Zindzi  said  she wanted to encourage all children to be involved in storytelling, as there is so much beautiful history in South Africa and  in where children are today. She asked all the children to find themselves in words, to find their expression in words and she added,

“For many years as black South Africans we were not allowed to have a voice, but now we have a voice. And we won’t stop talking! And we won’t stop writing!”

The High Commissioner for South Africa, Thembi Tambo, spoke highly of the book and work of publishers Lincoln Children’s Books, and also of The Mandela Legacy, which supported the book and also supports many endeavours in enabling people to create, produce and live their lives.

Grandad Mandela - cover image and web lnk

An inspiring story!

“… I can’t imagine a better way to allow children to access information, on their terms. It allows children to discover, in a way that is comfortable for them.”

Thembi praised Zindzi for her struggles in life as a young child and how she had to internalise her fears and her anger and to support her children and grandchildren in this story of Nelson Mandela.

Buy this book - image and web link

…with free delivery!

It was a real privilege for the Books Go Walkabout team to be part of this event. Our book review and blog has been widely read and we hope that it will enable a wider understanding of the struggles of Mandela and South Africa.

Sue Martin

Books Go Walkabout


Frida Kahlo at V&A Museum in London

Frida Kahlo - cover image and web link

Start your art journey here…

The V&A Museum in London is holding an exhibition of the work of Mexican artist Frida Kahlo.

In our Dolphin Book Blog we wrote about the Little People, Big Dreams series of books from Frances Lincoln Children’s Books featuring Frida, and are delighted that this exhibition is taking place. This book can  be purchased by clicking on the book cover.

Frida Kahlo was a Mexican artist born in 1907, she painted many portraits, including self-portraits with a strong style and combination of colour, realism and surrealism. Frida was interested in politics and in 1927 joined the communist party, where she met Diego Riviera. Later that year they married and through a tumultuous time they travelled across Mexico and the United States in the 1930’s.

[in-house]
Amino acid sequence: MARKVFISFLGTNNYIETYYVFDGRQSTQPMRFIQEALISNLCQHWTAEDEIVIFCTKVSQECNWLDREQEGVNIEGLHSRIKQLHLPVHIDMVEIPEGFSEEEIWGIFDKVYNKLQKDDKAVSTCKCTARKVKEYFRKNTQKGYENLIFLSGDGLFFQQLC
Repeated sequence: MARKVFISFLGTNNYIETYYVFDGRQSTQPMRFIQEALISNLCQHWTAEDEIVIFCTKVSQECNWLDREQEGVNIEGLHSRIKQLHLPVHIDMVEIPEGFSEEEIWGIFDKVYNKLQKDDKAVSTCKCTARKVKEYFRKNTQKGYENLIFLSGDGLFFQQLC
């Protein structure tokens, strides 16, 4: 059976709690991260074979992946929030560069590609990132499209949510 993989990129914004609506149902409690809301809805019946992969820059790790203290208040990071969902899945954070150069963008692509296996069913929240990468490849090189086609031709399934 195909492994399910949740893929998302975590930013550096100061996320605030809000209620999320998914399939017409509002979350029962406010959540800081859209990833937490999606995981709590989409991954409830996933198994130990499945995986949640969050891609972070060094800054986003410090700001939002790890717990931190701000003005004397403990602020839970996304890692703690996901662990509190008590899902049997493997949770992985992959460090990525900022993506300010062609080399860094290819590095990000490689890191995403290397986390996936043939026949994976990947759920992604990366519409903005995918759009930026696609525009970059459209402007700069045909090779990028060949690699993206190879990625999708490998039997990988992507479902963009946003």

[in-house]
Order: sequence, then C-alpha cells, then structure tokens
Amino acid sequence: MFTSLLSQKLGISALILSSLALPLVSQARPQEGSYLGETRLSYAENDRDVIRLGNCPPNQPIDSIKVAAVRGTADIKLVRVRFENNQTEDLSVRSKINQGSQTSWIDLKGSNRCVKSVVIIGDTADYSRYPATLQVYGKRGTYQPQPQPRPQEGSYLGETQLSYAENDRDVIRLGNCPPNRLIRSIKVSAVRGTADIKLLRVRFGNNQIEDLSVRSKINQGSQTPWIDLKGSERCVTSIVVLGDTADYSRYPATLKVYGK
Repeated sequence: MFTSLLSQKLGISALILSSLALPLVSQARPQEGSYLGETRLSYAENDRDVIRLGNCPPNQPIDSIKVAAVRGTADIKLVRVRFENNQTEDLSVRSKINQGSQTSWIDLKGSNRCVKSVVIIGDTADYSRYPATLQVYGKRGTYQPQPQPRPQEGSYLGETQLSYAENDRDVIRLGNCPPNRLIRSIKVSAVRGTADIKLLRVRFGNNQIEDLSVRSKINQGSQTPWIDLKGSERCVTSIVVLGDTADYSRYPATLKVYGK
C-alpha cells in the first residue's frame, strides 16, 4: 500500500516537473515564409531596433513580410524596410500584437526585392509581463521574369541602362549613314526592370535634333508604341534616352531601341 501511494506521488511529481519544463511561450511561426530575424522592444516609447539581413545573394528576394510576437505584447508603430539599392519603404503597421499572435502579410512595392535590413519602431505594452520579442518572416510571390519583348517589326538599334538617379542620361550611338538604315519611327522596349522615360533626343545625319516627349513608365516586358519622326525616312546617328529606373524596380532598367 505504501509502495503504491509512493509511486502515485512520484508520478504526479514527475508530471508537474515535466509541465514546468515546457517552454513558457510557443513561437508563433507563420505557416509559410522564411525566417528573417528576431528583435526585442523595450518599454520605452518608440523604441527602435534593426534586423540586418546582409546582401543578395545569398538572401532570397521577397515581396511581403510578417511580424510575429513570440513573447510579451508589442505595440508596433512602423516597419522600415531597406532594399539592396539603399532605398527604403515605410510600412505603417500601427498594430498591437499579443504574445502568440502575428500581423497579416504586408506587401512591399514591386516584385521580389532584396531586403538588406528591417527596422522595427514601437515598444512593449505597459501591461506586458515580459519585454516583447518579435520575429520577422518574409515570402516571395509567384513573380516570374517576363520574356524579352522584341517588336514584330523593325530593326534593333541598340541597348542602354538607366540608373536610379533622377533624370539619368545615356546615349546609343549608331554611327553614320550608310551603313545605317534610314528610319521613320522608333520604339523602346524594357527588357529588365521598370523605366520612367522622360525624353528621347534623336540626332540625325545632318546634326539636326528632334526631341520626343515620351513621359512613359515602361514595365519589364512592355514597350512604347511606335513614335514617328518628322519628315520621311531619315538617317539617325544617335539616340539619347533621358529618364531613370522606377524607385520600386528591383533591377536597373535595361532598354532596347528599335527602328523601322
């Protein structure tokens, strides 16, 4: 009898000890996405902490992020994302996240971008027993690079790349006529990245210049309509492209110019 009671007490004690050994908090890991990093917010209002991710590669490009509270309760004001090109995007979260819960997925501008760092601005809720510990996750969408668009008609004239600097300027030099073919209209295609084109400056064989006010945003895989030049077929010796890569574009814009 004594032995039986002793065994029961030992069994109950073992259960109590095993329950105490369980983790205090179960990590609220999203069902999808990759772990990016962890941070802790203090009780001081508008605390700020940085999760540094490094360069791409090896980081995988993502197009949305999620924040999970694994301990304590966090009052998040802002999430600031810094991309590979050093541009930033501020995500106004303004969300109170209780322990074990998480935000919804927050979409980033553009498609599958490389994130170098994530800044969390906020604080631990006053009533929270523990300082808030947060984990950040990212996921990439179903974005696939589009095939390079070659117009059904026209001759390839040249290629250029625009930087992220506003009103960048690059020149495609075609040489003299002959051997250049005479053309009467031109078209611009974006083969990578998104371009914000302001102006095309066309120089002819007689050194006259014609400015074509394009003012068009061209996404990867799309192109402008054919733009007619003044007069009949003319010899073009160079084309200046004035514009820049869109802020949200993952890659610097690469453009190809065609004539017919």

Buy this book - image and web link

…with free delivery!


In 1938 Frida had a solo exhibition in The Julien Levy Gallery in New York, which led to other exhibitions, some solo and some with Diego. After an exhibition in Paris, the Louvre purchased one of Frida’s paintings, which was the first Mexican artist to be featured in their collections.

Self-portrait on the Border between Mexico and the United States of America, Frida Kahlo, 1932. © Modern Art International Foundation, Courtesy María and Manuel Reyero.

In 1953, Frida had her first solo exhibition in Mexico, but sadly her health had deteriorated and she died in 1954 at the age of 47. By the 1970’s Frida became a recognised figure in art history and also as an icon for Chicanos, the feminist movement and LGBTQ movement.

The exhibition at the V&A Museum presents an extraordinary collection of personal artefacts and clothing belonging to Frida, which has been locked away for over 50 years. There are also some of her paintings and the chance to see this remarkable style should not be missed.

Sue Martin

Books Go Walkabout

10 Reasons To Love A Whale and 10 Reasons To Love A Bear

10 Reasons to love a whale cover image

Buy this book here…

The whale and the bear are the latest books to join the ’10 Reasons to Love’ series. Beautiful books, in hardback with an endearing whale or bear shaped hole in the cover, just waiting to be opened.

The combination of text and illustrations works really well, providing facts and interesting features, things that you will remember.

Did you know that whales are the original globetrotters? They travel from the polar regions to the equator and on their way, eat 40 million krill every day!

10 Reasons to Love a bear cover image

Buy this book here…

Bears wiggle and dance scratching their backs against a tree and pandas even do hand stands to leave the right mark!

The books deal with environmental issues and conservation and enable the reader to understand and love more about the animal. They are a perfect match for school work or just for reading at home.

Catherine Barr is the author, and has a long running interest in environmental campaigns, working with Greenpeace and as an editor at The Natural History Museum.


Hanako Clulow, the illustrator, left Japan for Ireland in 1997 and studied visual arts and English. her art work draws on her huge interest in nature and animal kingdoms.

Lincoln Children’s Books, in conjunction with the Natural History Museum, are the publishers. The first edition came out on March 1st 2018 and we are sure it will have a huge success.

Sue Martin


Powered by WordPress & Theme by Anders Norén